Dozens of Law Firms Oppose Bayer’s Plan To Settle Future Roundup Cases For $2 Billion

Legal News

According to U.S. Right to Know, an investigative public health research group, dozens of law firms across the U.S. have formed a coalition to fight Bayer’s proposed $2 billion settlement plan to resolve future Roundup cancer lawsuits

Bayer’s settlement proposal covers Roundup users who have not yet filed a claim against Monsanto, the crop- and seed-sciences company that invented the Roundup weed killer brand, which Bayer acquired in 2018 for $63 billion. Bayer also inherited Monsanto’s Roundup litigation. In an effort to make the legal hassles go away, in June 2020, Bayer announced it would settle approximately 100,000 Roundup claims that up until that point had already been filed—for nearly $11 million.

Plaintiffs who have filed Roundup cancer claims have alleged that long-term usage of the herbicide caused them to develop non-Hodgkin’s lymphoma. Bayer’s proposal to settle future claims still needs to be approved by U.S. District Judge Vince Chhabria, who in July 2020, rejected Bayer’s initial proposal to settle future Roundup claims.

Bayer’s plan B future settlement proposal includes assisting class members with legal assistance for claim filing; providing information about the settlement, including in Spanish due to the fact that many plaintiffs are Spanish-speaking farmworkers; coverage of legal fees for plaintiffs; as well as two elements that were part of the original class settlement agreement: research and testing programs relating to non-Hodgkin’s lymphoma. 

Why Are Lawyers Opposed To The Roundup Settlement?

However, many lawyers are criticizing the plan, saying that if Bayer’s settlement plan were approved, “It would set a dangerous precedent for other types of litigation involving large numbers of people injured by the products or practices of powerful corporations,” says U.S. Right To Know. 

One attorney involved in Roundup litigation, Gerald Singleton, told U.S. Right To Know, “This is not the direction we want the civil justice system to go. There is no scenario under which this is good for plaintiffs.” Singleton’s firm has joined with roughly 60 others to oppose Bayer’s settlement plan. 

Singleton added that the plan is not fair to farmworkers and others who develop cancer as a result of exposure to the herbicide because of a four-year “standstill” period, in which no new lawsuits will be able to be filed.  

In addition, lawyers representing Roundup users maintain that notifying people of the class settlement is insufficient. This is because individuals would have 150 days following the notification to “opt out” of the class; they are automatically added to the class if they do not opt out.

Singleton and other attorneys also oppose Bayer’s scientific panel. Part of Bayer’s initial settlement proposal, the scientific panel would decide if Roundup’s active ingredient, glyphosate, and the inert ingredients that make glyphosate more active, are carcinogenic. In Bayer’s plan B proposal for future Roundup claims, the scientific panel’s rulings would be non-binding. Bayer would be able to appoint some of the members on the scientific panel. However, attorneys representing Roundup users accuse Monsanto of deliberately hiding the potential risks of glyphosate exposure. Therefore, plaintiff attorneys do not trust that the scientific panel could execute impartial findings.  

U.S. Right To Know says that the initial $2 billion settlement period would run for approximately four years. It could then be extended after that period. Bayer’s revised plan also includes an additional $200 million “end payment” fund, should the company elect not to extend the compensation fund.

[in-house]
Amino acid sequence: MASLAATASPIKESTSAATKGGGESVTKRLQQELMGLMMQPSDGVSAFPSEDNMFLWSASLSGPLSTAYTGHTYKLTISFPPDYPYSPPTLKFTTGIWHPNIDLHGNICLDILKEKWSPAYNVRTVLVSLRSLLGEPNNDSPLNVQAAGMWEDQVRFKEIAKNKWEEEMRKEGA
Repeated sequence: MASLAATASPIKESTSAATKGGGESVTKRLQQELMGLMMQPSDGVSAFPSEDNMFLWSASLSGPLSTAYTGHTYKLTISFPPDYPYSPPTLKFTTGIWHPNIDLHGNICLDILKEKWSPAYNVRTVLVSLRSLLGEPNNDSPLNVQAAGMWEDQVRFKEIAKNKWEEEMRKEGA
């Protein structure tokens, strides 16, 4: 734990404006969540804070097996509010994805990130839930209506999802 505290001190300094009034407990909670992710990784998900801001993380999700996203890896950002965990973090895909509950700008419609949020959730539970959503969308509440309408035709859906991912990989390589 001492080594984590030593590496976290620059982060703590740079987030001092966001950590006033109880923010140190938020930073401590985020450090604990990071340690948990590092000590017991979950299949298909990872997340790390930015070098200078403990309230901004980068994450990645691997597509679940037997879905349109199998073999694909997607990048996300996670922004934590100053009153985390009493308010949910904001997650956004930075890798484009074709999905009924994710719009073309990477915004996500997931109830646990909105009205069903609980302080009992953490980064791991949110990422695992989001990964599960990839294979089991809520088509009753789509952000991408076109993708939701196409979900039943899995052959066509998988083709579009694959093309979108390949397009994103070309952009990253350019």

Roundup users who have yet to file a claim and eventually develop non-Hodgkin’s lymphoma who eventually sue have the right to opt out of the settlement, provided they do so within a specific time period. However, lawyers opposed to Bayer’s proposal object to the fact that plaintiffs would be barred from seeking punitive damages if they file a lawsuit in the future. 

Who Is Eligible To Receive The Roundup Settlement?

U.S. Right To Know reported other details of the settlement plan. Users of Roundup must have first been exposed to the herbicide a minimum of 12 months before their diagnoses to be considered eligible for the settlement. 

How Much Will Roundup Class Members Receive?

Roundup users who are part of the class action who do not opt out of the settlement will receive awards from $5,000 to $200,000. Class members diagnosed with non-Hodgkin’s lymphoma before January 1, 2015, according to the plan, will not receive an award exceeding $10,000. 

Members can still receive individual compensation and sue Monsanto/Bayer in the future, provided they opt out of the class settlement. 

How Will Roundup Users Get Notified Of the Settlement?

Via mail and email, Bayer will alert roughly 266,000 farms, businesses, organizations, and government agencies. These entities chosen by Bayer to receive the notifications may have used Roundup. Additionally, notices will be sent to the over 40,000 people with non-Hodgkin’s lymphoma who have previously expressed interest in receiving information about their condition. 

Will Bayer Have To Put A Warning Label On Roundup?

At present, Bayer has no plans to request that the EPA place a warning label on Roundup products. However, as part of the settlement plan, the company says it will add a website link to scientific studies and information about glyphosate safety on Roundup labels. The company said it will also send posters to nearly 3,000 stores that will inform consumers about the settlement. Read the full report by U.S. Right to Know here.


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